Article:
Friday, 28 May 2010

Journal of Colonialism and Colonial History: Tamerlane Award

The Journal of Colonialism and Colonial History, an online-only journal published by the Johns Hopkins University Press, has announced it will award a prize for an outstanding article by a young scholar.

The Tamerlane Award will be given every three years to a contributor who has never published a full book or monograph. Academics from the Africa, the Middle East, Latin America, the Caribbean and Southeast Asia will be eligible for the honor.

“We want to encourage scholars from developing countries to submit articles to the journal in hopes of winning this award,” said Towson University history professor Patricia Romero, founder and editor of the journal. “Our focus of colonialism and imperialism opens the doors for all sorts of topics from across the world.”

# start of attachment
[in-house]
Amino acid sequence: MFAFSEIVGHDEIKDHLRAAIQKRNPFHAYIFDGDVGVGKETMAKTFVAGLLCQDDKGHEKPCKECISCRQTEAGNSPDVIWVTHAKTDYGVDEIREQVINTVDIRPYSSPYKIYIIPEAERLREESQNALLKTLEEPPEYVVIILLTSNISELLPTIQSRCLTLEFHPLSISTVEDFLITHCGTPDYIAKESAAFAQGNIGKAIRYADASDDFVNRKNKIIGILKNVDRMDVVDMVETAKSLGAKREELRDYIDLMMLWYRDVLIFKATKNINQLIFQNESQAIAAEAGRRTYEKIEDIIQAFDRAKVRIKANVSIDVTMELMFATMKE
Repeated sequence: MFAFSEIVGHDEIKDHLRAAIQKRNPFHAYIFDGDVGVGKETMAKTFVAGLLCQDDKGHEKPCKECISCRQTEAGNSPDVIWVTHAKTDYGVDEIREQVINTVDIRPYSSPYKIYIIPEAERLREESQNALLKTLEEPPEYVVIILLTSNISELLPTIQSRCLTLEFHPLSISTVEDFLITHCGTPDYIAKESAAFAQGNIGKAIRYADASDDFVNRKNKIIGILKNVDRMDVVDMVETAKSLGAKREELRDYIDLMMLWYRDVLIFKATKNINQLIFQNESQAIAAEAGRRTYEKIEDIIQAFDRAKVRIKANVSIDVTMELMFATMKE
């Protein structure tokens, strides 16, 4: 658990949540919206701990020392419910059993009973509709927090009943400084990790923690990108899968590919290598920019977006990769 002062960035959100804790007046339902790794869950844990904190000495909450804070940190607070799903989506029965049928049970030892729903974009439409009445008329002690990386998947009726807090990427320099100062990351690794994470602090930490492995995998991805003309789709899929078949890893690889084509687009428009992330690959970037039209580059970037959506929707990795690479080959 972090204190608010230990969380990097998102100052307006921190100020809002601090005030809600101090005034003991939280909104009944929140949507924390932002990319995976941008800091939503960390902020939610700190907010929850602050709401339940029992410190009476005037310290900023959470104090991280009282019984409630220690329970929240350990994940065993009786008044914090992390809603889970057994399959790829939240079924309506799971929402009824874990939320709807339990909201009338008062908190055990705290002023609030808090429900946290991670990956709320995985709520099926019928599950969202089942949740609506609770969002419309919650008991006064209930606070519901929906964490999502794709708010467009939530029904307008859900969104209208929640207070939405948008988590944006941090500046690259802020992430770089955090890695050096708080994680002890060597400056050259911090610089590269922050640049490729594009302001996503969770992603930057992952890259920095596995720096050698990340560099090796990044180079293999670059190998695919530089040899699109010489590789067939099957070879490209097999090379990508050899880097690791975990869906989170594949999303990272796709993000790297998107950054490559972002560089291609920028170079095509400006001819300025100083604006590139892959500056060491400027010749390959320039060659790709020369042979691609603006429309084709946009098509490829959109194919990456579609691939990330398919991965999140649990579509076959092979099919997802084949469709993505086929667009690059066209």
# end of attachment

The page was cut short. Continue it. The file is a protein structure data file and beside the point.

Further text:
The award takes its name from Tamerlane, a 14th-century conqueror of much of western and central Asia. Also known as Timur, he was a patron of the arts and much of the architecture he commissioned remains today in modern Uzbekistan.

The first award will be announced in 2011 for articles published between 2008 and 2010. The winner will receive a small honorarium.

A committee of editorial board members will choose the winning essay. Committee members will be Johns Hopkins University professor Franklin Knight, Antoinette Burton, former co-editor of Journal of Women’s Studies, and History Chair at the University of Illinois, and John Lonsdale, Emeritus Professor of Modern African History at the University of Cambridge and Fellow of Trinity College, Cambridge.

Founded in 2000, the interdisciplinary journal features essays covering the period from the tenth century to modern times that deal with broad aspects of colonialism and imperialism. The journal is published three times a year.

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